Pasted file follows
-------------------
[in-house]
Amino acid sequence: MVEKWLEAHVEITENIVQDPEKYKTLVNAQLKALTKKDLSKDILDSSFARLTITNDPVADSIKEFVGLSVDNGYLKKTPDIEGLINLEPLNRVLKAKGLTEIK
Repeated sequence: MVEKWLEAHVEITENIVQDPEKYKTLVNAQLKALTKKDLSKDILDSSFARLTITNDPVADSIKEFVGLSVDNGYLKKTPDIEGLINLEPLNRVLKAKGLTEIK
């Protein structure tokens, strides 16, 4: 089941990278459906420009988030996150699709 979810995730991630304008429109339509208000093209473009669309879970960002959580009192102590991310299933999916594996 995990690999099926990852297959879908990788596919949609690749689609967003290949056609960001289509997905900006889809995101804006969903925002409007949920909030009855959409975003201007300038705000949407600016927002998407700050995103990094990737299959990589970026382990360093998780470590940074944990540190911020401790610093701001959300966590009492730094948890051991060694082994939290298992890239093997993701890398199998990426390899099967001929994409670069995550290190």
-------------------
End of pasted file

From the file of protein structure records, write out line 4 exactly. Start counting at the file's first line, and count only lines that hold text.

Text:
């Protein structure tokens, strides 16, 4: 089941990278459906420009988030996150699709 979810995730991630304008429109339509208000093209473009669309879970960002959580009192102590991310299933999916594996 995990690999099926990852297959879908990788596919949609690749689609967003290949056609960001289509997905900006889809995101804006969903925002409007949920909030009855959409975003201007300038705000949407600016927002998407700050995103990094990737299959990589970026382990360093998780470590940074944990540190911020401790610093701001959300966590009492730094948890051991060694082994939290298992890239093997993701890398199998990426390899099967001929994409670069995550290190």